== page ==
The LA Open
It’s fitting that the season starts at Dodger Stadium. The 2015 Padres aren’t real until Los Angeles sees what they are. It’s better to get this out of the way early. The first three games of the year will showcase the three best pitchers from each staff and then the Padres will go home to face the Giants, the World Series Champions and the current measuring stick for the rest of the NL West.
Before the war begins, I need to get something off my chest. I need to expose the most embarrassing clip of video footage I have in my possession that pertains to the SD vs. LA rivalry.
When I was 12, my Dad and I spent the Saturday before the 1992 All Star Game at the Upper Deck All Star Fanfest held at the San Diego Convention Center. We milled around for hours, meeting old players selling autographs and checking out baseball card displays at every turn. Towards the end of our day, we stopped at a booth called Screen Training. This was an interactive exhibit that allowed participants to record a play by play call of a classic baseball moment. We decided to give it a shot with Kirk Gibson’s iconic walk off home run in game one of the 1988 World Series.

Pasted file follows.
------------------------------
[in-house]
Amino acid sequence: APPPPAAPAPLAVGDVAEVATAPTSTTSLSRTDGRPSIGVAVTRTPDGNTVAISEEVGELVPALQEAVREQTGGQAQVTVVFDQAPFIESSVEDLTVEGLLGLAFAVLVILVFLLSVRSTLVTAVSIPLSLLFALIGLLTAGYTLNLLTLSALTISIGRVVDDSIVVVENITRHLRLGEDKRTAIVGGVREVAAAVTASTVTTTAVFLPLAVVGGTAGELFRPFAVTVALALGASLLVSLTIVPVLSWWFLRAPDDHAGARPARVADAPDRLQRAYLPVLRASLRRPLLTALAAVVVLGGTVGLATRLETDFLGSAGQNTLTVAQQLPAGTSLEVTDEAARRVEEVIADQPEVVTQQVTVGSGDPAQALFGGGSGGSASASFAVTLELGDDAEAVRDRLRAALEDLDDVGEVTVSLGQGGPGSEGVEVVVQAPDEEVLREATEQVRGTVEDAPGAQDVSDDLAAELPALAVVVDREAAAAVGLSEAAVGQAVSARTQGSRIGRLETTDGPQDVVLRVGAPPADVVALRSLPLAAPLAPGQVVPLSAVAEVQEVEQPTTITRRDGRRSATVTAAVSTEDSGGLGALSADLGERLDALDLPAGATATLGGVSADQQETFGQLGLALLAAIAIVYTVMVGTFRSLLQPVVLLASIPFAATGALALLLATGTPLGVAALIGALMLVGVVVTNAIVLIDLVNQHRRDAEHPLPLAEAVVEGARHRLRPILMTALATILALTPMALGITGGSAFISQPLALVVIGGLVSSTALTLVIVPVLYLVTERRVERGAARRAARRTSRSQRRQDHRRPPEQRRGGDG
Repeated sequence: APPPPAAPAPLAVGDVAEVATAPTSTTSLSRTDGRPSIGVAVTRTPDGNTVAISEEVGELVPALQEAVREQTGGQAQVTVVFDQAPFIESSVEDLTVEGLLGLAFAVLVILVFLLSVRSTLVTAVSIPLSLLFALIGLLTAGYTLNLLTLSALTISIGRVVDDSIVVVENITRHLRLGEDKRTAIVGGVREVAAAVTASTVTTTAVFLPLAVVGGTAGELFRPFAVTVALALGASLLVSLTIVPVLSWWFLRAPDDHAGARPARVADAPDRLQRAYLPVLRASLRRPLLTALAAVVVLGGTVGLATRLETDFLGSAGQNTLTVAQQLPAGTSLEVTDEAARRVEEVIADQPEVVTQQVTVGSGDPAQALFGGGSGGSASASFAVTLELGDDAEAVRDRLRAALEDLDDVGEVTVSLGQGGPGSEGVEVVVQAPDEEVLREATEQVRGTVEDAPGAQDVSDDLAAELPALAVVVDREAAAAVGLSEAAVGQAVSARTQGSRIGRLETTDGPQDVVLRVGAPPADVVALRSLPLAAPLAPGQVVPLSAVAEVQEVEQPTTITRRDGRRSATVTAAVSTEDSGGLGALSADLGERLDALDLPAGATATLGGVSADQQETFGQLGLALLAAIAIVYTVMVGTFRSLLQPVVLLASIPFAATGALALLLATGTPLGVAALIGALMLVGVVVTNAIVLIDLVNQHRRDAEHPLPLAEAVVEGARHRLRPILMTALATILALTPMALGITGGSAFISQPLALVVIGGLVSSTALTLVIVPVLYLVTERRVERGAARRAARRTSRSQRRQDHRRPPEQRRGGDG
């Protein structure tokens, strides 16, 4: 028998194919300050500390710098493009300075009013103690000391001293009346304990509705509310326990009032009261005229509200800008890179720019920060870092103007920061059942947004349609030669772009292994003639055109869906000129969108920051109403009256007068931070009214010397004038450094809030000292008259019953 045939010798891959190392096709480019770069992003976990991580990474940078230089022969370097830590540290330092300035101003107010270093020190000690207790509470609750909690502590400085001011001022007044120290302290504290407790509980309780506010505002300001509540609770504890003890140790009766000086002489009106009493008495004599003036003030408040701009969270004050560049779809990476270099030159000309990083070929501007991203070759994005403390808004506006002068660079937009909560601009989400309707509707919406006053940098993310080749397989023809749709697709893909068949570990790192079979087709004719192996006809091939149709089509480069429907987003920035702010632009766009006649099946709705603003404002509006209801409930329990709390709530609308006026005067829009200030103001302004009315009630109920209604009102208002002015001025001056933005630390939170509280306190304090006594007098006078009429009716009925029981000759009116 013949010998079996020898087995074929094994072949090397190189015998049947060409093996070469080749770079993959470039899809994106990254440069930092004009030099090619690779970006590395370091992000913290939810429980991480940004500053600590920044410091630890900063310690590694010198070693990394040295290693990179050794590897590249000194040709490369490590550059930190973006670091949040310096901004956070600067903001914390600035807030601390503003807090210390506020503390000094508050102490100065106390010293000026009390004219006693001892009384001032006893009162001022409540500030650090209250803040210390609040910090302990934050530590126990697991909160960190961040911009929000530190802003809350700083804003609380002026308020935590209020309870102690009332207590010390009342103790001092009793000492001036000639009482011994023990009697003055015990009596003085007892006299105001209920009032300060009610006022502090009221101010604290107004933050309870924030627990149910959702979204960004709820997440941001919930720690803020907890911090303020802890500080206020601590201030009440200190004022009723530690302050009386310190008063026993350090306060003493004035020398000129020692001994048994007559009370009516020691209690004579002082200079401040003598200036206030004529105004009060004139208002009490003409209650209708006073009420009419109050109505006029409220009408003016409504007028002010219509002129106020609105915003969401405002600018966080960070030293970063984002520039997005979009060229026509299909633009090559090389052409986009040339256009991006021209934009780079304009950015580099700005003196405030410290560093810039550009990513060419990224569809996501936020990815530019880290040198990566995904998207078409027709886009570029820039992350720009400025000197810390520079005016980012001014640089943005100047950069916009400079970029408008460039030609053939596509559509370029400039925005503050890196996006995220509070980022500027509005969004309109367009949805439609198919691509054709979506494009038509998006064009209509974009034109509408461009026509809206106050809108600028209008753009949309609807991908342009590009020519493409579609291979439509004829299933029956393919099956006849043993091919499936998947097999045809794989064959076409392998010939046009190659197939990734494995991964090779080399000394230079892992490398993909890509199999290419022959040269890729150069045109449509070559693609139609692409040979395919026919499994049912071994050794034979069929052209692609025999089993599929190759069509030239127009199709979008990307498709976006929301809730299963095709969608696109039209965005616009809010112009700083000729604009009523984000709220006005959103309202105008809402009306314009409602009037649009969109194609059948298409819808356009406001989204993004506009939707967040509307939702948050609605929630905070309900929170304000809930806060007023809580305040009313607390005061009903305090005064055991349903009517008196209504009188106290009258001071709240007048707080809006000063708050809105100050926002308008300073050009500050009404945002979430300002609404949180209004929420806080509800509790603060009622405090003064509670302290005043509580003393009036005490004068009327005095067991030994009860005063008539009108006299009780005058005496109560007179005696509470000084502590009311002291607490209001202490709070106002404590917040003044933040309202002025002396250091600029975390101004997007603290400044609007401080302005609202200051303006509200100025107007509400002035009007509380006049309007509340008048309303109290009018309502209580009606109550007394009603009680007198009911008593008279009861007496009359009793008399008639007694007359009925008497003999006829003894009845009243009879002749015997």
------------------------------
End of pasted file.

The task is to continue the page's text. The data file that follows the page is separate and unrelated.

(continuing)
The personal artifact above from the ’92 All Star Weekend captures a time in my life when cynicism and angst were completely absent from my sports fan experience. In case you couldn’t get through it (which is fine), my high pitched unchanged voice playfully made fun of Tommy Lasorda’s Slimfast campaign and alluded to Gibson using steroids, even though I never believed that. I was young enough to geek out over a transcendent sporting event, but old enough to understand the value of using a catch phrase to build up the drama. I smashed the non-existent audience repeatedly with “It’s Eck time” several times. I couldn’t stop and never thought about why I should.
Over the last 23 years I’ve learned to hate the Dodgers and their fans. It isn’t just baseball anymore like it was before I hit puberty. In fact, it increases every year. I hate the Kirk Gibson homerun. I hate what it means for Dodger fans and I hate that it is undeniably an important piece of baseball history. I’m posting this video for two reasons: (A) it is hilarious and (B) because I need Dodgers fans to see it and make fun of me for it. I can’t move past it if they don’t get to take a shot.
The San Diego Padres had 5 players in the All Star Game that year (Tony Gwynn, Benito Santiago, Tony Fernandez, Fred Mcgriff, and Gary Sheffield). A year later the Great Fire Sale of 1993 would strip down the Padres to Tony Gwynn and a bunch of scrubs. A year after that, all the Major League players would go on strike.
Next year the All Star game returns to San Diego and I will be at the fan fest. Hopefully I can record a call of Clayton Kershaw choking in the playoffs against the Padres. If that happens, I’ll probably say something horrible like, “Oh no, I think Clayton just renounced God!” But the Padres have to get there first.
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